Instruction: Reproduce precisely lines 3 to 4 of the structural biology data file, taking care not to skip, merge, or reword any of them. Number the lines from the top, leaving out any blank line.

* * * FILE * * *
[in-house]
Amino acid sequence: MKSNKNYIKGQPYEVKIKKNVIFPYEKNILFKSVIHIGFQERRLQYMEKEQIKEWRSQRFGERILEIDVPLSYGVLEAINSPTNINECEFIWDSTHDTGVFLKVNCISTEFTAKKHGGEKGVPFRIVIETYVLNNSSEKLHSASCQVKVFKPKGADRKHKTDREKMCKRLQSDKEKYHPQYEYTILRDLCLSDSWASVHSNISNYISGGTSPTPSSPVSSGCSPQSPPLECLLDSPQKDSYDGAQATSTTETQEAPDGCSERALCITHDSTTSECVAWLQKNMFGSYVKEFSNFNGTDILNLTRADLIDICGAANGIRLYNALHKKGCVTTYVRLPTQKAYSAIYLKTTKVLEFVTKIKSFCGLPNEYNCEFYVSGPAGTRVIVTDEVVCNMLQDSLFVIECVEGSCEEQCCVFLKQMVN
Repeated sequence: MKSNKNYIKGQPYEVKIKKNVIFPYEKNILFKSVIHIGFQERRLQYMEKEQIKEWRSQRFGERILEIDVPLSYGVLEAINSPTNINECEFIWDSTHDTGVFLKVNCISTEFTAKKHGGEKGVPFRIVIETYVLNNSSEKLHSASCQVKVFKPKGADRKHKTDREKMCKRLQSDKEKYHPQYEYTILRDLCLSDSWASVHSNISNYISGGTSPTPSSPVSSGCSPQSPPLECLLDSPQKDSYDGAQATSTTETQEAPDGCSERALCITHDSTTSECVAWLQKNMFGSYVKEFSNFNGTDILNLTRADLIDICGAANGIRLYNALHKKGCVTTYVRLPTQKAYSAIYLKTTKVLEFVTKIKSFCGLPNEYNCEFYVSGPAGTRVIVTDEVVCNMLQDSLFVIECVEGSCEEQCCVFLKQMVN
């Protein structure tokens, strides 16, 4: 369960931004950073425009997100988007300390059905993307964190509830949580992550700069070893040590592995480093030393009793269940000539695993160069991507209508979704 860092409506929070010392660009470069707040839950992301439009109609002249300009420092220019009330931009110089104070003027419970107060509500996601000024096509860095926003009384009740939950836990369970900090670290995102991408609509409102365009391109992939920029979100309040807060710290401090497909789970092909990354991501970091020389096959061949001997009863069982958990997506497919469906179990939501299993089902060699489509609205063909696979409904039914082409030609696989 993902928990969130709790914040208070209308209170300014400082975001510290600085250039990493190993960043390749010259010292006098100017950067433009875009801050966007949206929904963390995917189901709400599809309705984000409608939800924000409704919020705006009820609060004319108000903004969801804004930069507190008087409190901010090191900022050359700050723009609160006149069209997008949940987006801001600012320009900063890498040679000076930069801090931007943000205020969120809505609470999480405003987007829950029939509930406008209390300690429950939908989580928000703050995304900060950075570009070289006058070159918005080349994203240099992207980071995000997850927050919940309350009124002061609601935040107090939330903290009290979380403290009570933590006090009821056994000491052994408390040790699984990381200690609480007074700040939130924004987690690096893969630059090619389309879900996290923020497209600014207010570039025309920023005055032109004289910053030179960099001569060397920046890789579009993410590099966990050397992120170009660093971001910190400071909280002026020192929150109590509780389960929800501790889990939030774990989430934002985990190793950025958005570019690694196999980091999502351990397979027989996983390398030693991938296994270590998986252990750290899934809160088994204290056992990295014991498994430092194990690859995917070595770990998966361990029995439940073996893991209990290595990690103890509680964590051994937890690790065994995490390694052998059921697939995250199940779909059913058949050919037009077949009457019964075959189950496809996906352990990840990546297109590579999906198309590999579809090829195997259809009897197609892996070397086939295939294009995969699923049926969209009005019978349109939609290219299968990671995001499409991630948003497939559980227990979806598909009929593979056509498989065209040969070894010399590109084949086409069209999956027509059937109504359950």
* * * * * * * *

Repeated sequence: MKSNKNYIKGQPYEVKIKKNVIFPYEKNILFKSVIHIGFQERRLQYMEKEQIKEWRSQRFGERILEIDVPLSYGVLEAINSPTNINECEFIWDSTHDTGVFLKVNCISTEFTAKKHGGEKGVPFRIVIETYVLNNSSEKLHSASCQVKVFKPKGADRKHKTDREKMCKRLQSDKEKYHPQYEYTILRDLCLSDSWASVHSNISNYISGGTSPTPSSPVSSGCSPQSPPLECLLDSPQKDSYDGAQATSTTETQEAPDGCSERALCITHDSTTSECVAWLQKNMFGSYVKEFSNFNGTDILNLTRADLIDICGAANGIRLYNALHKKGCVTTYVRLPTQKAYSAIYLKTTKVLEFVTKIKSFCGLPNEYNCEFYVSGPAGTRVIVTDEVVCNMLQDSLFVIECVEGSCEEQCCVFLKQMVN
């Protein structure tokens, strides 16, 4: 369960931004950073425009997100988007300390059905993307964190509830949580992550700069070893040590592995480093030393009793269940000539695993160069991507209508979704 860092409506929070010392660009470069707040839950992301439009109609002249300009420092220019009330931009110089104070003027419970107060509500996601000024096509860095926003009384009740939950836990369970900090670290995102991408609509409102365009391109992939920029979100309040807060710290401090497909789970092909990354991501970091020389096959061949001997009863069982958990997506497919469906179990939501299993089902060699489509609205063909696979409904039914082409030609696989 993902928990969130709790914040208070209308209170300014400082975001510290600085250039990493190993960043390749010259010292006098100017950067433009875009801050966007949206929904963390995917189901709400599809309705984000409608939800924000409704919020705006009820609060004319108000903004969801804004930069507190008087409190901010090191900022050359700050723009609160006149069209997008949940987006801001600012320009900063890498040679000076930069801090931007943000205020969120809505609470999480405003987007829950029939509930406008209390300690429950939908989580928000703050995304900060950075570009070289006058070159918005080349994203240099992207980071995000997850927050919940309350009124002061609601935040107090939330903290009290979380403290009570933590006090009821056994000491052994408390040790699984990381200690609480007074700040939130924004987690690096893969630059090619389309879900996290923020497209600014207010570039025309920023005055032109004289910053030179960099001569060397920046890789579009993410590099966990050397992120170009660093971001910190400071909280002026020192929150109590509780389960929800501790889990939030774990989430934002985990190793950025958005570019690694196999980091999502351990397979027989996983390398030693991938296994270590998986252990750290899934809160088994204290056992990295014991498994430092194990690859995917070595770990998966361990029995439940073996893991209990290595990690103890509680964590051994937890690790065994995490390694052998059921697939995250199940779909059913058949050919037009077949009457019964075959189950496809996906352990990840990546297109590579999906198309590999579809090829195997259809009897197609892996070397086939295939294009995969699923049926969209009005019978349109939609290219299968990671995001499409991630948003497939559980227990979806598909009929593979056509498989065209040969070894010399590109084949086409069209999956027509059937109504359950």